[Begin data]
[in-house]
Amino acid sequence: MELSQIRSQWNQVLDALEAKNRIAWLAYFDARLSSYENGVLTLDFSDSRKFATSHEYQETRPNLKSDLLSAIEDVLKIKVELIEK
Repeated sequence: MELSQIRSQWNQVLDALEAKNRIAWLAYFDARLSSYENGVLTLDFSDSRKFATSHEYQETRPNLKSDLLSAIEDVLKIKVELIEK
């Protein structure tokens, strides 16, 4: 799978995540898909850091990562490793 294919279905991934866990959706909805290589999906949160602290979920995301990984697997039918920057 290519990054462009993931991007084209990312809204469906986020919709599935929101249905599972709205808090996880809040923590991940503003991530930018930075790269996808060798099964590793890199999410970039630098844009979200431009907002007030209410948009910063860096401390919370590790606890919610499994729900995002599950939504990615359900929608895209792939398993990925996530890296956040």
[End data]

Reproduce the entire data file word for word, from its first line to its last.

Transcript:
[in-house]
Amino acid sequence: MELSQIRSQWNQVLDALEAKNRIAWLAYFDARLSSYENGVLTLDFSDSRKFATSHEYQETRPNLKSDLLSAIEDVLKIKVELIEK
Repeated sequence: MELSQIRSQWNQVLDALEAKNRIAWLAYFDARLSSYENGVLTLDFSDSRKFATSHEYQETRPNLKSDLLSAIEDVLKIKVELIEK
């Protein structure tokens, strides 16, 4: 799978995540898909850091990562490793 294919279905991934866990959706909805290589999906949160602290979920995301990984697997039918920057 290519990054462009993931991007084209990312809204469906986020919709599935929101249905599972709205808090996880809040923590991940503003991530930018930075790269996808060798099964590793890199999410970039630098844009979200431009907002007030209410948009910063860096401390919370590790606890919610499994729900995002599950939504990615359900929608895209792939398993990925996530890296956040």